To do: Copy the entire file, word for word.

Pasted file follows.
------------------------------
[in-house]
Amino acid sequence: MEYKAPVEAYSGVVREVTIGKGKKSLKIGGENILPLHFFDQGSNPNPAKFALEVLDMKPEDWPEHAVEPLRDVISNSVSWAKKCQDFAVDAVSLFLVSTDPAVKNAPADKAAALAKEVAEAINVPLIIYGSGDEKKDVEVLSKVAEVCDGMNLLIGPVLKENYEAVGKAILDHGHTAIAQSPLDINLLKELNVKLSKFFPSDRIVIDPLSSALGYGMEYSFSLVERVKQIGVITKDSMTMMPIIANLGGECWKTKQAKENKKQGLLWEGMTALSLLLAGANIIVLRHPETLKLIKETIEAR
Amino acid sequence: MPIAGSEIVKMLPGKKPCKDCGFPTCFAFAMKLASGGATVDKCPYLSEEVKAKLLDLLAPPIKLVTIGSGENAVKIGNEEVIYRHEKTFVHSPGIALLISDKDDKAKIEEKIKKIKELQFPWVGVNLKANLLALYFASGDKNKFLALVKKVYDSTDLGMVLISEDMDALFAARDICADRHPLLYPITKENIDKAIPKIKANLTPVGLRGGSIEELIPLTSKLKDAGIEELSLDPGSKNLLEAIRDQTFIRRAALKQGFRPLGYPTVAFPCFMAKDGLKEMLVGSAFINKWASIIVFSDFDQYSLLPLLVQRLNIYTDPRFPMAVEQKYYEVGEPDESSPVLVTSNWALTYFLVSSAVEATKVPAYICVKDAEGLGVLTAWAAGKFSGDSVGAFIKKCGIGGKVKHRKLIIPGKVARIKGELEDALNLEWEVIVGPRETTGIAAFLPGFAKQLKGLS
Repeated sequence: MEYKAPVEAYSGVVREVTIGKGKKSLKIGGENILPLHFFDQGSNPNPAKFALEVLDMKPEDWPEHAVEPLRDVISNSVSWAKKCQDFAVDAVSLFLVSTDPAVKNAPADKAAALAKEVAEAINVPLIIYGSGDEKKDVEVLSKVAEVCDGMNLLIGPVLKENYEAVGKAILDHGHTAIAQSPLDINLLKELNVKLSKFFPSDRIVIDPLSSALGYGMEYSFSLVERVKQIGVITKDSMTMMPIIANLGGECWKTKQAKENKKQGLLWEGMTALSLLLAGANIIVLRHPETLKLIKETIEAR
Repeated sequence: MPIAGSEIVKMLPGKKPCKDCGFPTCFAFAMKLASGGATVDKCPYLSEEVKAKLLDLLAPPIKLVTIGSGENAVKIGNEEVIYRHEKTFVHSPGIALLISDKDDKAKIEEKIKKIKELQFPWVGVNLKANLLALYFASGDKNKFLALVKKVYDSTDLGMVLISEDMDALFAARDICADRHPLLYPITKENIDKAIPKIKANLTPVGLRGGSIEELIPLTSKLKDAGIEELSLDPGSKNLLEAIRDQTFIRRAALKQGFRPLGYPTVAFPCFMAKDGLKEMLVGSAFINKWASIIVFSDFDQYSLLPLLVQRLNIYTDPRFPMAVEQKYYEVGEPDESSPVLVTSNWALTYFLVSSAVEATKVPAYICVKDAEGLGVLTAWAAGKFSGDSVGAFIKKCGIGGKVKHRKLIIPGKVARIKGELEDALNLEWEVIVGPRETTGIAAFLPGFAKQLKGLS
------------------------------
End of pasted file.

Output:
[in-house]
Amino acid sequence: MEYKAPVEAYSGVVREVTIGKGKKSLKIGGENILPLHFFDQGSNPNPAKFALEVLDMKPEDWPEHAVEPLRDVISNSVSWAKKCQDFAVDAVSLFLVSTDPAVKNAPADKAAALAKEVAEAINVPLIIYGSGDEKKDVEVLSKVAEVCDGMNLLIGPVLKENYEAVGKAILDHGHTAIAQSPLDINLLKELNVKLSKFFPSDRIVIDPLSSALGYGMEYSFSLVERVKQIGVITKDSMTMMPIIANLGGECWKTKQAKENKKQGLLWEGMTALSLLLAGANIIVLRHPETLKLIKETIEAR
Amino acid sequence: MPIAGSEIVKMLPGKKPCKDCGFPTCFAFAMKLASGGATVDKCPYLSEEVKAKLLDLLAPPIKLVTIGSGENAVKIGNEEVIYRHEKTFVHSPGIALLISDKDDKAKIEEKIKKIKELQFPWVGVNLKANLLALYFASGDKNKFLALVKKVYDSTDLGMVLISEDMDALFAARDICADRHPLLYPITKENIDKAIPKIKANLTPVGLRGGSIEELIPLTSKLKDAGIEELSLDPGSKNLLEAIRDQTFIRRAALKQGFRPLGYPTVAFPCFMAKDGLKEMLVGSAFINKWASIIVFSDFDQYSLLPLLVQRLNIYTDPRFPMAVEQKYYEVGEPDESSPVLVTSNWALTYFLVSSAVEATKVPAYICVKDAEGLGVLTAWAAGKFSGDSVGAFIKKCGIGGKVKHRKLIIPGKVARIKGELEDALNLEWEVIVGPRETTGIAAFLPGFAKQLKGLS
Repeated sequence: MEYKAPVEAYSGVVREVTIGKGKKSLKIGGENILPLHFFDQGSNPNPAKFALEVLDMKPEDWPEHAVEPLRDVISNSVSWAKKCQDFAVDAVSLFLVSTDPAVKNAPADKAAALAKEVAEAINVPLIIYGSGDEKKDVEVLSKVAEVCDGMNLLIGPVLKENYEAVGKAILDHGHTAIAQSPLDINLLKELNVKLSKFFPSDRIVIDPLSSALGYGMEYSFSLVERVKQIGVITKDSMTMMPIIANLGGECWKTKQAKENKKQGLLWEGMTALSLLLAGANIIVLRHPETLKLIKETIEAR
Repeated sequence: MPIAGSEIVKMLPGKKPCKDCGFPTCFAFAMKLASGGATVDKCPYLSEEVKAKLLDLLAPPIKLVTIGSGENAVKIGNEEVIYRHEKTFVHSPGIALLISDKDDKAKIEEKIKKIKELQFPWVGVNLKANLLALYFASGDKNKFLALVKKVYDSTDLGMVLISEDMDALFAARDICADRHPLLYPITKENIDKAIPKIKANLTPVGLRGGSIEELIPLTSKLKDAGIEELSLDPGSKNLLEAIRDQTFIRRAALKQGFRPLGYPTVAFPCFMAKDGLKEMLVGSAFINKWASIIVFSDFDQYSLLPLLVQRLNIYTDPRFPMAVEQKYYEVGEPDESSPVLVTSNWALTYFLVSSAVEATKVPAYICVKDAEGLGVLTAWAAGKFSGDSVGAFIKKCGIGGKVKHRKLIIPGKVARIKGELEDALNLEWEVIVGPRETTGIAAFLPGFAKQLKGLS